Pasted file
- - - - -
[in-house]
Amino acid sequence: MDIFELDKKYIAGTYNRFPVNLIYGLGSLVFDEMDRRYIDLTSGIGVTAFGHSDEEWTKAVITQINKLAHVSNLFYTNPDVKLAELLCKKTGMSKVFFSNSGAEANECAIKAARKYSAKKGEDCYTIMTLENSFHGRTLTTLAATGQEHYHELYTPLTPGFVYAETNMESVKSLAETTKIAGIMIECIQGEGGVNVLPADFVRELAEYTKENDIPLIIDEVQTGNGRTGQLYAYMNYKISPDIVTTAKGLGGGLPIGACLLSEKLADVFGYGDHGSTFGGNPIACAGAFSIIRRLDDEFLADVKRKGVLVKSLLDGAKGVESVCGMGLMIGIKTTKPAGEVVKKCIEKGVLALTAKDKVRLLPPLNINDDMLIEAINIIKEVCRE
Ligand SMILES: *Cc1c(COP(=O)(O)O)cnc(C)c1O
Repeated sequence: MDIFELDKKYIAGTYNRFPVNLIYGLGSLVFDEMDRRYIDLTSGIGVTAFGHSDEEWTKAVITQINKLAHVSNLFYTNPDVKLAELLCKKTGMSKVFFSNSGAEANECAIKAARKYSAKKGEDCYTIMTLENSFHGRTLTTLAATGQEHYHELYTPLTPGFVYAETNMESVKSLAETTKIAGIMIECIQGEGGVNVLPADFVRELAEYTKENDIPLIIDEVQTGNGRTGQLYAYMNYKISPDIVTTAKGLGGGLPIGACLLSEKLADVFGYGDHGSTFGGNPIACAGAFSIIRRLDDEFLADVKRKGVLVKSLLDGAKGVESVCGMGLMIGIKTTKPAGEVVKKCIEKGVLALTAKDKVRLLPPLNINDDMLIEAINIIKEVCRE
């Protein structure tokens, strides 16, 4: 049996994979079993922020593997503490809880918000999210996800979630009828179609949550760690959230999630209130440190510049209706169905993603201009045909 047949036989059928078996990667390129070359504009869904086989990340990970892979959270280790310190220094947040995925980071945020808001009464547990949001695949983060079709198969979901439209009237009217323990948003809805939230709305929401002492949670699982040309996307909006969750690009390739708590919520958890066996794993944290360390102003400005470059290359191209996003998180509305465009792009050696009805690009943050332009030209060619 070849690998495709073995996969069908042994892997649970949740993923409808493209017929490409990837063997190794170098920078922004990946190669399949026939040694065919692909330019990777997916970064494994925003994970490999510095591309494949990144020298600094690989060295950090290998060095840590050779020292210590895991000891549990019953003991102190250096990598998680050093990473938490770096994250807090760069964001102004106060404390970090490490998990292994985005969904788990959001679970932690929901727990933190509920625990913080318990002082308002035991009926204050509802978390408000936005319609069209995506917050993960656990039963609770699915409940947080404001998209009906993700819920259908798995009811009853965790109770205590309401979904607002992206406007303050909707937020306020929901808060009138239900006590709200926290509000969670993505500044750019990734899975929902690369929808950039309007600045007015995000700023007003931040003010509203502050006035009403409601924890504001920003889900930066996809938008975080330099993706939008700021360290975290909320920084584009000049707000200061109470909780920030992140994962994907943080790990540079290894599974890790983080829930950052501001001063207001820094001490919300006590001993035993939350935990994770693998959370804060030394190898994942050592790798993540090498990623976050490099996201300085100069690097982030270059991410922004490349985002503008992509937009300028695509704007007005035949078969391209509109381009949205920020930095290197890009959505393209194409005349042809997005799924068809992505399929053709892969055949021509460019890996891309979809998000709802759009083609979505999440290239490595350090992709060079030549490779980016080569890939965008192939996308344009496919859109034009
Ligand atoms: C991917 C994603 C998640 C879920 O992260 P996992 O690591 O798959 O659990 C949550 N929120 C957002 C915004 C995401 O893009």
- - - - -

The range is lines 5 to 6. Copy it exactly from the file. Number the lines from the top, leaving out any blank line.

């Protein structure tokens, strides 16, 4: 049996994979079993922020593997503490809880918000999210996800979630009828179609949550760690959230999630209130440190510049209706169905993603201009045909 047949036989059928078996990667390129070359504009869904086989990340990970892979959270280790310190220094947040995925980071945020808001009464547990949001695949983060079709198969979901439209009237009217323990948003809805939230709305929401002492949670699982040309996307909006969750690009390739708590919520958890066996794993944290360390102003400005470059290359191209996003998180509305465009792009050696009805690009943050332009030209060619 070849690998495709073995996969069908042994892997649970949740993923409808493209017929490409990837063997190794170098920078922004990946190669399949026939040694065919692909330019990777997916970064494994925003994970490999510095591309494949990144020298600094690989060295950090290998060095840590050779020292210590895991000891549990019953003991102190250096990598998680050093990473938490770096994250807090760069964001102004106060404390970090490490998990292994985005969904788990959001679970932690929901727990933190509920625990913080318990002082308002035991009926204050509802978390408000936005319609069209995506917050993960656990039963609770699915409940947080404001998209009906993700819920259908798995009811009853965790109770205590309401979904607002992206406007303050909707937020306020929901808060009138239900006590709200926290509000969670993505500044750019990734899975929902690369929808950039309007600045007015995000700023007003931040003010509203502050006035009403409601924890504001920003889900930066996809938008975080330099993706939008700021360290975290909320920084584009000049707000200061109470909780920030992140994962994907943080790990540079290894599974890790983080829930950052501001001063207001820094001490919300006590001993035993939350935990994770693998959370804060030394190898994942050592790798993540090498990623976050490099996201300085100069690097982030270059991410922004490349985002503008992509937009300028695509704007007005035949078969391209509109381009949205920020930095290197890009959505393209194409005349042809997005799924068809992505399929053709892969055949021509460019890996891309979809998000709802759009083609979505999440290239490595350090992709060079030549490779980016080569890939965008192939996308344009496919859109034009
Ligand atoms: C991917 C994603 C998640 C879920 O992260 P996992 O690591 O798959 O659990 C949550 N929120 C957002 C915004 C995401 O893009």